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This is a very handsome and dependable hardy Agapanthus bred in Ireland.  It forms a spreading clump and in mid summer 3′ tall stems support multiple pendant midnight blue flowers.. Full sun and rich soil. Add a handful of lime to the planting hole. Our soils are acidic and this perennial likes neutral (7) Alkaline (sweet) soils to perform at its best. You can also plant it next to a concrete sidewalk which will also give it the alkalinity that is craves. The clump of scrappy mid green leaves is shorter than most varieties and maintains a tidy plant both before and AFTER bloom so it makes an exemplary garden and landscape perennial. Regular water is crucial through the bloom period, July /August when flowering ends and you cut away the dead stalks it remains good looking until it totally disappears in mid autumn. Irish and UK Agapanthus appear to have much greater cold tolerance than American selections,  they wait to emerge until all threat of a freeze has passed. Very cold hardy easy to grow wonderful pendant tower of cobalt blue. The truss of flowers is very large and showy. Good cut flower, loved by pollinators too. Limited quantities. One of the finest lily of the niles for our gardens.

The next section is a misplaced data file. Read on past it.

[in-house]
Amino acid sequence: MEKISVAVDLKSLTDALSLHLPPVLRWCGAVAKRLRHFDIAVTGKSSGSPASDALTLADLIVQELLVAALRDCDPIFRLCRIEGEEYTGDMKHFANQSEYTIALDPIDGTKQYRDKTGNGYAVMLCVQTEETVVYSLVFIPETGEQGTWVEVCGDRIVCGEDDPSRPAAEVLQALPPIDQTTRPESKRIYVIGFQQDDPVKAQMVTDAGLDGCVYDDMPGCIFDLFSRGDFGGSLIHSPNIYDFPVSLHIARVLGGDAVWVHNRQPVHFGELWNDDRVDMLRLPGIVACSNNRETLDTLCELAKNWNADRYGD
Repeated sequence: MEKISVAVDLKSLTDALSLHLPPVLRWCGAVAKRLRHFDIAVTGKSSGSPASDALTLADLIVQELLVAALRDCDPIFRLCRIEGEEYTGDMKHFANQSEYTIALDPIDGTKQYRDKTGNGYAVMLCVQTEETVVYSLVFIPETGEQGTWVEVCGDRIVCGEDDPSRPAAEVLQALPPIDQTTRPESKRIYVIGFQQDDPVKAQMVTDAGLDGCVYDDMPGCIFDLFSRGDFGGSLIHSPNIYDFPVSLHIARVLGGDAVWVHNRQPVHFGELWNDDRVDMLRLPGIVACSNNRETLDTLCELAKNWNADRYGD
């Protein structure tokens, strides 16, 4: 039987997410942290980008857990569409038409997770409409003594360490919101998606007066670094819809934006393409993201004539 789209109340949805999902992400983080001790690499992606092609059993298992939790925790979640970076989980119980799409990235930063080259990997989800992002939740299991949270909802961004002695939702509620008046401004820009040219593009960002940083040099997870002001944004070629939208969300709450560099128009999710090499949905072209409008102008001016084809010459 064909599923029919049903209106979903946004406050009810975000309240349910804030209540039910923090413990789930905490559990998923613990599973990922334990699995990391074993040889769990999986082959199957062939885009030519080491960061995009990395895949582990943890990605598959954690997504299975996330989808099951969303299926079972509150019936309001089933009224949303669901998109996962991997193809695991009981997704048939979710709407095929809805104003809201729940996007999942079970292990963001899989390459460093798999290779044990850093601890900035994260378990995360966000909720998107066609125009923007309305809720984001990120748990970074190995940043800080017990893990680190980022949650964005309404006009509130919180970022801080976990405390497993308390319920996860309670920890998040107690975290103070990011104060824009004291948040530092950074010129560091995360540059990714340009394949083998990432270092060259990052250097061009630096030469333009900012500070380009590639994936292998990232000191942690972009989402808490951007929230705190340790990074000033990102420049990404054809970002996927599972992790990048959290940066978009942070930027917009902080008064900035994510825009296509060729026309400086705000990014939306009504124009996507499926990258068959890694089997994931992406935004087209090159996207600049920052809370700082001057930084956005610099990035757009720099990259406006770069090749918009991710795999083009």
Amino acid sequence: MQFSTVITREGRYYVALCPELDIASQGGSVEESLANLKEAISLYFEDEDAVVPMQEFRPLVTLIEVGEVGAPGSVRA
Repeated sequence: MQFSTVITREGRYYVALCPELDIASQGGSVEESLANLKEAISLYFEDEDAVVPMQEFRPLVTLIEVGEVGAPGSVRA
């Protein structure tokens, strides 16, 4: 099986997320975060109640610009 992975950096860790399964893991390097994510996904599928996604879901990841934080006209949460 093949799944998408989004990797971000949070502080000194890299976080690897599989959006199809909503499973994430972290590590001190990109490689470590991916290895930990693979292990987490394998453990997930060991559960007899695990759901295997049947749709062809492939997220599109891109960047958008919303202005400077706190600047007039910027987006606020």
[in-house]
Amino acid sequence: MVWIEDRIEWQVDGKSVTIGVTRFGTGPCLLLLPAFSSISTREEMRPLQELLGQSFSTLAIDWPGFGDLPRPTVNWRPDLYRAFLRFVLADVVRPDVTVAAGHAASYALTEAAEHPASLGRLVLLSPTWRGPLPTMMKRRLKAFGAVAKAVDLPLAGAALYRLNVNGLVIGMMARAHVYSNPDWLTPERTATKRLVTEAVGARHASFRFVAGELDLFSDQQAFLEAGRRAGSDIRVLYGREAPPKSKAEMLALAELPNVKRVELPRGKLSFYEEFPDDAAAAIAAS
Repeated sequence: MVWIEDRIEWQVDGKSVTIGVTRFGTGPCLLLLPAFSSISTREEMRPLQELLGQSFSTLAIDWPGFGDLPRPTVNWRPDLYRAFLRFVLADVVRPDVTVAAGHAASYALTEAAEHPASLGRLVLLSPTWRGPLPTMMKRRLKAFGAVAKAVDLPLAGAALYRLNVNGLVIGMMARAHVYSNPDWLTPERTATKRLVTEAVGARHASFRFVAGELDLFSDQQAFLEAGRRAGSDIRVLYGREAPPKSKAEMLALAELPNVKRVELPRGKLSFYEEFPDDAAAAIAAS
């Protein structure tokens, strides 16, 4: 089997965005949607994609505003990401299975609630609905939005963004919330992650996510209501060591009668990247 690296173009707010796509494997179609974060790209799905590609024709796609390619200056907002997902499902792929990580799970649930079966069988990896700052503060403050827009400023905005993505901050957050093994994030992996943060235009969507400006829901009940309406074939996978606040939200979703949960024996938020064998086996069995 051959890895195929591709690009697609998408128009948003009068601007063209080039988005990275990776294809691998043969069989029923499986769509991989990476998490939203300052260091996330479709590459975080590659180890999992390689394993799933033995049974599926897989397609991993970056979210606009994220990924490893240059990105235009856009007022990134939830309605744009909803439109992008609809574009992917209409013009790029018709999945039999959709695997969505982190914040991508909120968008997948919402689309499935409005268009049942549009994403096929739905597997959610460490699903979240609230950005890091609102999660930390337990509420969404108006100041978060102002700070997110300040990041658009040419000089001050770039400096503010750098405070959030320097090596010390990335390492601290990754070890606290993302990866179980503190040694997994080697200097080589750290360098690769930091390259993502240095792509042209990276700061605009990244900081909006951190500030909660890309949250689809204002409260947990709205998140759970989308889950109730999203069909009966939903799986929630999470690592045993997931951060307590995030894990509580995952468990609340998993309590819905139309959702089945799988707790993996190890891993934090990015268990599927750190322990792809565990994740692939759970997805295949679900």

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Agastache ‘Berry Princess’